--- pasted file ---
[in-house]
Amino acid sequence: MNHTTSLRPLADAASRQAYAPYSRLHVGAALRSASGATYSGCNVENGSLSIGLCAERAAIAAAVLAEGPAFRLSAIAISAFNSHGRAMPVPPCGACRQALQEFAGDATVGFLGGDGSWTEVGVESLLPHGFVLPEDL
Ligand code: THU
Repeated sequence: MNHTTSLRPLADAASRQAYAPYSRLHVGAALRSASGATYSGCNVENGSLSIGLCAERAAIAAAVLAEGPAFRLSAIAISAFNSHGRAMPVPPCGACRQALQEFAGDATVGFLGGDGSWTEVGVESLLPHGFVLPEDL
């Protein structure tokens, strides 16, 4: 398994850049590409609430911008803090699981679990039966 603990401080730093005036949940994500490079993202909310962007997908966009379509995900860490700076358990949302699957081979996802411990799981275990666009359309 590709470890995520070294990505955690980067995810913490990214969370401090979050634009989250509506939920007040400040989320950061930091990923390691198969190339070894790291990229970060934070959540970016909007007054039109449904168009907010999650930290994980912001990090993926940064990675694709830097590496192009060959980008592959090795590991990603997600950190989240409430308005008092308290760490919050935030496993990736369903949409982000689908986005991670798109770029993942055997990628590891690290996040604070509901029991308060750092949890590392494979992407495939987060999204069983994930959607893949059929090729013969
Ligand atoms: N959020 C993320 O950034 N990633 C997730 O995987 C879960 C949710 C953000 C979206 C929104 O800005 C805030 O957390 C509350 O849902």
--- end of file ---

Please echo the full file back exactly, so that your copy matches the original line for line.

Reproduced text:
[in-house]
Amino acid sequence: MNHTTSLRPLADAASRQAYAPYSRLHVGAALRSASGATYSGCNVENGSLSIGLCAERAAIAAAVLAEGPAFRLSAIAISAFNSHGRAMPVPPCGACRQALQEFAGDATVGFLGGDGSWTEVGVESLLPHGFVLPEDL
Ligand code: THU
Repeated sequence: MNHTTSLRPLADAASRQAYAPYSRLHVGAALRSASGATYSGCNVENGSLSIGLCAERAAIAAAVLAEGPAFRLSAIAISAFNSHGRAMPVPPCGACRQALQEFAGDATVGFLGGDGSWTEVGVESLLPHGFVLPEDL
């Protein structure tokens, strides 16, 4: 398994850049590409609430911008803090699981679990039966 603990401080730093005036949940994500490079993202909310962007997908966009379509995900860490700076358990949302699957081979996802411990799981275990666009359309 590709470890995520070294990505955690980067995810913490990214969370401090979050634009989250509506939920007040400040989320950061930091990923390691198969190339070894790291990229970060934070959540970016909007007054039109449904168009907010999650930290994980912001990090993926940064990675694709830097590496192009060959980008592959090795590991990603997600950190989240409430308005008092308290760490919050935030496993990736369903949409982000689908986005991670798109770029993942055997990628590891690290996040604070509901029991308060750092949890590392494979992407495939987060999204069983994930959607893949059929090729013969
Ligand atoms: N959020 C993320 O950034 N990633 C997730 O995987 C879960 C949710 C953000 C979206 C929104 O800005 C805030 O957390 C509350 O849902």